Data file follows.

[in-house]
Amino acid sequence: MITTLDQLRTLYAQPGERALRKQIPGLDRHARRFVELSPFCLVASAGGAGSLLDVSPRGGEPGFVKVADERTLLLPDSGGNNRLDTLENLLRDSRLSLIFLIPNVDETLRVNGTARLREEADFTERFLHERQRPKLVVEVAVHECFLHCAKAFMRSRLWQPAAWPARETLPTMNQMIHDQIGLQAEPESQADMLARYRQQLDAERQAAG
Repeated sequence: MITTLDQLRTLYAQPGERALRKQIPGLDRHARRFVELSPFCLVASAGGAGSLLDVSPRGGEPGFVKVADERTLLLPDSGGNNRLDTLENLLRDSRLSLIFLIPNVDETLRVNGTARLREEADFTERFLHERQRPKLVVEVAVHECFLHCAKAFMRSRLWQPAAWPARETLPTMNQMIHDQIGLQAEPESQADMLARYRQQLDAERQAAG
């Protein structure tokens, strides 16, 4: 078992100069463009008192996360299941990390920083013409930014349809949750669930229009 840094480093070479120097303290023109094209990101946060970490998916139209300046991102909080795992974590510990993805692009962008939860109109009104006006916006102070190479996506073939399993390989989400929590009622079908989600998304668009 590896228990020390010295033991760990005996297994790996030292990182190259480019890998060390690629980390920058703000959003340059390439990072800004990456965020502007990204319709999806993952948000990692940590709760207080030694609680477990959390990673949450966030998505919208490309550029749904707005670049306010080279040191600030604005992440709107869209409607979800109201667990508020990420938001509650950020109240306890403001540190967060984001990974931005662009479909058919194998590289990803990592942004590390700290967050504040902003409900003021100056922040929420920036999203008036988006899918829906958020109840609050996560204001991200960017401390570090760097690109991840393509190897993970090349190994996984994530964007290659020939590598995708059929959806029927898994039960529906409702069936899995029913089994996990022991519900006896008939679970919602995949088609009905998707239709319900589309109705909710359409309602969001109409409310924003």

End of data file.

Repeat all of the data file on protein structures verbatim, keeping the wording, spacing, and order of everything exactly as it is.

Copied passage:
[in-house]
Amino acid sequence: MITTLDQLRTLYAQPGERALRKQIPGLDRHARRFVELSPFCLVASAGGAGSLLDVSPRGGEPGFVKVADERTLLLPDSGGNNRLDTLENLLRDSRLSLIFLIPNVDETLRVNGTARLREEADFTERFLHERQRPKLVVEVAVHECFLHCAKAFMRSRLWQPAAWPARETLPTMNQMIHDQIGLQAEPESQADMLARYRQQLDAERQAAG
Repeated sequence: MITTLDQLRTLYAQPGERALRKQIPGLDRHARRFVELSPFCLVASAGGAGSLLDVSPRGGEPGFVKVADERTLLLPDSGGNNRLDTLENLLRDSRLSLIFLIPNVDETLRVNGTARLREEADFTERFLHERQRPKLVVEVAVHECFLHCAKAFMRSRLWQPAAWPARETLPTMNQMIHDQIGLQAEPESQADMLARYRQQLDAERQAAG
């Protein structure tokens, strides 16, 4: 078992100069463009008192996360299941990390920083013409930014349809949750669930229009 840094480093070479120097303290023109094209990101946060970490998916139209300046991102909080795992974590510990993805692009962008939860109109009104006006916006102070190479996506073939399993390989989400929590009622079908989600998304668009 590896228990020390010295033991760990005996297994790996030292990182190259480019890998060390690629980390920058703000959003340059390439990072800004990456965020502007990204319709999806993952948000990692940590709760207080030694609680477990959390990673949450966030998505919208490309550029749904707005670049306010080279040191600030604005992440709107869209409607979800109201667990508020990420938001509650950020109240306890403001540190967060984001990974931005662009479909058919194998590289990803990592942004590390700290967050504040902003409900003021100056922040929420920036999203008036988006899918829906958020109840609050996560204001991200960017401390570090760097690109991840393509190897993970090349190994996984994530964007290659020939590598995708059929959806029927898994039960529906409702069936899995029913089994996990022991519900006896008939679970919602995949088609009905998707239709319900589309109705909710359409309602969001109409409310924003």